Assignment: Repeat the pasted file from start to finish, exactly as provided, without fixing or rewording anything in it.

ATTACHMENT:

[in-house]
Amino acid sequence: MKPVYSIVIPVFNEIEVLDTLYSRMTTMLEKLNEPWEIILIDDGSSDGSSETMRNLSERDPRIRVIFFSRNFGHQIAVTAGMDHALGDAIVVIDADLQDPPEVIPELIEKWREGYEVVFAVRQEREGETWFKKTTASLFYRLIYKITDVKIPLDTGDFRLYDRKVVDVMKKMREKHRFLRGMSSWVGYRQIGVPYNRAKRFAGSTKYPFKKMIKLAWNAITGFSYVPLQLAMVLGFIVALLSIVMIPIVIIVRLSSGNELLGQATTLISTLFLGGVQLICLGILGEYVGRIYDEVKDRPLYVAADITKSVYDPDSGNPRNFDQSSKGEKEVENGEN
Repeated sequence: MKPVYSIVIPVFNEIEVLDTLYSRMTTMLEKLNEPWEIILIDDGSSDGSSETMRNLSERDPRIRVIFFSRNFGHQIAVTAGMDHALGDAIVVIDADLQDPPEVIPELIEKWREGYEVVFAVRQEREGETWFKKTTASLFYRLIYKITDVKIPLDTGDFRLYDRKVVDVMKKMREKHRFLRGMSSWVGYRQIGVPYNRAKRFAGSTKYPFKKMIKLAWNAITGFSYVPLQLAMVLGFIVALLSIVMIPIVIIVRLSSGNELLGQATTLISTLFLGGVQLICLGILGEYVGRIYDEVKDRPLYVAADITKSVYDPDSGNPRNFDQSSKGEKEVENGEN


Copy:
[in-house]
Amino acid sequence: MKPVYSIVIPVFNEIEVLDTLYSRMTTMLEKLNEPWEIILIDDGSSDGSSETMRNLSERDPRIRVIFFSRNFGHQIAVTAGMDHALGDAIVVIDADLQDPPEVIPELIEKWREGYEVVFAVRQEREGETWFKKTTASLFYRLIYKITDVKIPLDTGDFRLYDRKVVDVMKKMREKHRFLRGMSSWVGYRQIGVPYNRAKRFAGSTKYPFKKMIKLAWNAITGFSYVPLQLAMVLGFIVALLSIVMIPIVIIVRLSSGNELLGQATTLISTLFLGGVQLICLGILGEYVGRIYDEVKDRPLYVAADITKSVYDPDSGNPRNFDQSSKGEKEVENGEN
Repeated sequence: MKPVYSIVIPVFNEIEVLDTLYSRMTTMLEKLNEPWEIILIDDGSSDGSSETMRNLSERDPRIRVIFFSRNFGHQIAVTAGMDHALGDAIVVIDADLQDPPEVIPELIEKWREGYEVVFAVRQEREGETWFKKTTASLFYRLIYKITDVKIPLDTGDFRLYDRKVVDVMKKMREKHRFLRGMSSWVGYRQIGVPYNRAKRFAGSTKYPFKKMIKLAWNAITGFSYVPLQLAMVLGFIVALLSIVMIPIVIIVRLSSGNELLGQATTLISTLFLGGVQLICLGILGEYVGRIYDEVKDRPLYVAADITKSVYDPDSGNPRNFDQSSKGEKEVENGEN